The Bush administration said Monday it is providing Haiti with an additional $100 million in aid to help it recover from the political upheaval earlier this year that led to the resignation of former President Jean-Bertrand Aristide.

The new aid commitment comes three weeks after a visit to the U.S. by Haiti's interim prime minister, Gerard Latortue, who told Secretary of State Colin Powell that the weeks of unrest that led to Mr. Aristide's departure at the end of February had virtually destroyed the country's economic infrastructure.

Mr. Powell promised at the time to "scrub" the State Department budget for additional aid money for Haiti.

At a news briefing, State Department spokesman Richard Boucher said the additional $100 million for Haiti was cobbled together from money unspent from a number of other programs, and will be largely devoted to help Haiti's interim government restore electricity and other vital services and deal with a budget deficit inherited from Mr. Aristide.

He also said it would be used to help rebuild the country's police force and judicial system and prepare for elections next year.

"In Haiti, we have a government that is democratically inclined, it is in fact very committed to the process of returning full democracy to Haiti, returning the government to the people through elections, and a lot of this money is going to be devoted to that," he said. "One of the things we will be helping with is to establish judicial and police mechanisms that respond to democratic government."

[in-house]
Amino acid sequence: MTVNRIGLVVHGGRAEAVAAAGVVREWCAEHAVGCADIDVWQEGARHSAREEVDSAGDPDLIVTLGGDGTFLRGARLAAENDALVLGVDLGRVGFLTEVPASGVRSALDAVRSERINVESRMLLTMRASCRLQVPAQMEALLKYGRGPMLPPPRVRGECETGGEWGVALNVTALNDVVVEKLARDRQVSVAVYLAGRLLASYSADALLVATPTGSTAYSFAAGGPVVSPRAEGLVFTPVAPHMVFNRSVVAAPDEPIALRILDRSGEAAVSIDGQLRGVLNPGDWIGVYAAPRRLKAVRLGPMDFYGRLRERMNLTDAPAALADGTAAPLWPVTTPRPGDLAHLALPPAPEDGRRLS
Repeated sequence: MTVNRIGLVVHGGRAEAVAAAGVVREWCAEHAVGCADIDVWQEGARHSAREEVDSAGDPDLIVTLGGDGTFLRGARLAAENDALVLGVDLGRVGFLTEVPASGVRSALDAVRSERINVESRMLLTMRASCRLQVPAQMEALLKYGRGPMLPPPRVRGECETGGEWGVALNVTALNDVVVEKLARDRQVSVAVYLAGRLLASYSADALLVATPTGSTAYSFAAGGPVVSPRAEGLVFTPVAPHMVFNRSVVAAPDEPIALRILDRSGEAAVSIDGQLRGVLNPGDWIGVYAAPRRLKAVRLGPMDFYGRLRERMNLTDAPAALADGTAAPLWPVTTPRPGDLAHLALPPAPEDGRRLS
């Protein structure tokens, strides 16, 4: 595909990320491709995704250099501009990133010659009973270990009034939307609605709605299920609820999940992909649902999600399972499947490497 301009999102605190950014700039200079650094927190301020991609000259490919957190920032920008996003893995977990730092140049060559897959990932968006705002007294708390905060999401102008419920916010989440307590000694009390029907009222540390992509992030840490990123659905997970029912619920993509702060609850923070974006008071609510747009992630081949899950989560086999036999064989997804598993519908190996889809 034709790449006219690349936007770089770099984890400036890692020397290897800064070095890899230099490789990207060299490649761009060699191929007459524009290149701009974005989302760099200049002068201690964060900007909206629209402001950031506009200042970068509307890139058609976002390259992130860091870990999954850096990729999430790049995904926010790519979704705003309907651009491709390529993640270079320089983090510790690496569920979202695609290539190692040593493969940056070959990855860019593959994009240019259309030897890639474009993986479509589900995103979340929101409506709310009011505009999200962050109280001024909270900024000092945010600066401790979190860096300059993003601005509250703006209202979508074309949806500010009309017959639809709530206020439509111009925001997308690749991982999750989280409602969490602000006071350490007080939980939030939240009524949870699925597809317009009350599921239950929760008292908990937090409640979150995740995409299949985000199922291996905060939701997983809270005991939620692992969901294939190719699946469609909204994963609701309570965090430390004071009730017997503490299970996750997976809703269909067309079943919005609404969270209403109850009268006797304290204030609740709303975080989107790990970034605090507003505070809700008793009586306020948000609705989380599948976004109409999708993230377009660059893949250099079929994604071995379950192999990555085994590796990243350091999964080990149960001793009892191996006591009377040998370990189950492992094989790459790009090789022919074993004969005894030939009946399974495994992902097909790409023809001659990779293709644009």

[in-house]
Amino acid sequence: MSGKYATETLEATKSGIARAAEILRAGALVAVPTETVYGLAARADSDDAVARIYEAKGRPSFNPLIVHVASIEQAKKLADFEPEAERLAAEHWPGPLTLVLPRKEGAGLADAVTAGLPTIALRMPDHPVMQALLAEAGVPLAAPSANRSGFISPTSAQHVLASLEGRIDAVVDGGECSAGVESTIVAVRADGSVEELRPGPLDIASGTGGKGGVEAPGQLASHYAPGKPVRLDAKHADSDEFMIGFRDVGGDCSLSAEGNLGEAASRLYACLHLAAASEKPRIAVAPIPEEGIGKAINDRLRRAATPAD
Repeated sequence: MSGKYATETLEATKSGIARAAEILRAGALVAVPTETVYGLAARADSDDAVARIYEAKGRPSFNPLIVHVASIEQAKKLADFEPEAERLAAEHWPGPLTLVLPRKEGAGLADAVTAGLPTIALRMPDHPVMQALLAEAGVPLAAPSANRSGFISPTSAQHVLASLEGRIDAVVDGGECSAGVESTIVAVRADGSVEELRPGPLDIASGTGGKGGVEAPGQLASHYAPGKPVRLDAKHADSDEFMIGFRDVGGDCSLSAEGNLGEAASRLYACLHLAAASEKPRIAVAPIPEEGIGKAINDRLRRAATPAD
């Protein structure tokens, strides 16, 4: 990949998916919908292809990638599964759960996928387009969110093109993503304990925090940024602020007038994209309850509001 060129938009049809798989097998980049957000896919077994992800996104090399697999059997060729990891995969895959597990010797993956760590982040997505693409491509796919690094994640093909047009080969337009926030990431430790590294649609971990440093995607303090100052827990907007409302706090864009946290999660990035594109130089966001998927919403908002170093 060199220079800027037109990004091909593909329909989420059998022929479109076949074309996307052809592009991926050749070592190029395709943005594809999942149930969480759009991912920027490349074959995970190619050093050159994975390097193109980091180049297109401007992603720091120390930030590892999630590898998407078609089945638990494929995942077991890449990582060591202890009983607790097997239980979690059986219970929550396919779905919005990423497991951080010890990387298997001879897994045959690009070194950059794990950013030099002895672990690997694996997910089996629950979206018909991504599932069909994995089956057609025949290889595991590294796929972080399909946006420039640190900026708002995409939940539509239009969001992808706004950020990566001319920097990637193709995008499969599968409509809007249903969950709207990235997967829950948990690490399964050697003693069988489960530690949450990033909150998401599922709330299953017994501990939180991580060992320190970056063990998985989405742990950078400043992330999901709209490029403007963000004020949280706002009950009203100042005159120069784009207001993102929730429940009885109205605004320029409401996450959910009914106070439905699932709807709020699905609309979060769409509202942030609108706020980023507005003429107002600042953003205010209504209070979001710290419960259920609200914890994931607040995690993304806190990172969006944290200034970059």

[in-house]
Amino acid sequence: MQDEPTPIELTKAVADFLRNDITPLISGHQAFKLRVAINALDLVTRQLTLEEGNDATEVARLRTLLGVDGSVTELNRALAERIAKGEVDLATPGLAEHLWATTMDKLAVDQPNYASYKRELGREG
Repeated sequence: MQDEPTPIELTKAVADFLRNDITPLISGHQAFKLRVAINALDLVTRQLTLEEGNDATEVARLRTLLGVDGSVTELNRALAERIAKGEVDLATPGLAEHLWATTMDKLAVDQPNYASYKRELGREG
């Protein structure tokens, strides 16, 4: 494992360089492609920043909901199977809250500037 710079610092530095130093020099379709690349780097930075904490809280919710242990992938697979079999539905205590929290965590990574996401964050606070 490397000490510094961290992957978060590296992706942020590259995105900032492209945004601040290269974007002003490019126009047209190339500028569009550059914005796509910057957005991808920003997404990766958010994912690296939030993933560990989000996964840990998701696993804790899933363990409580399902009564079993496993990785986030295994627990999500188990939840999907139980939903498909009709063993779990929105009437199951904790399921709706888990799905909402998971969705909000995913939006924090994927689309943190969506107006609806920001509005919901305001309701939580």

The additional pledge nearly triples what had been a $60 million U.S. aid program for Haiti for this year, most of it food and other humanitarian assistance.

Mr. Boucher said the United States remains the largest single contributor of aid to Haiti, and he expressed hope the new commitment will be an example to other participants in a donors conference for Haiti due to be held before mid-July in the Canadian capital, Ottawa.

The United States has been the biggest contributor to the 3,600-member stabilization force - also including, Canada, Chile and France - that has helped keep the peace in Haiti since Mr. Aristide resigned and went into exile February 29 in the face of a widespread popular uprising.

The stabilization force is to give way next month to a United Nations contingent of some eight thousand troops and international police.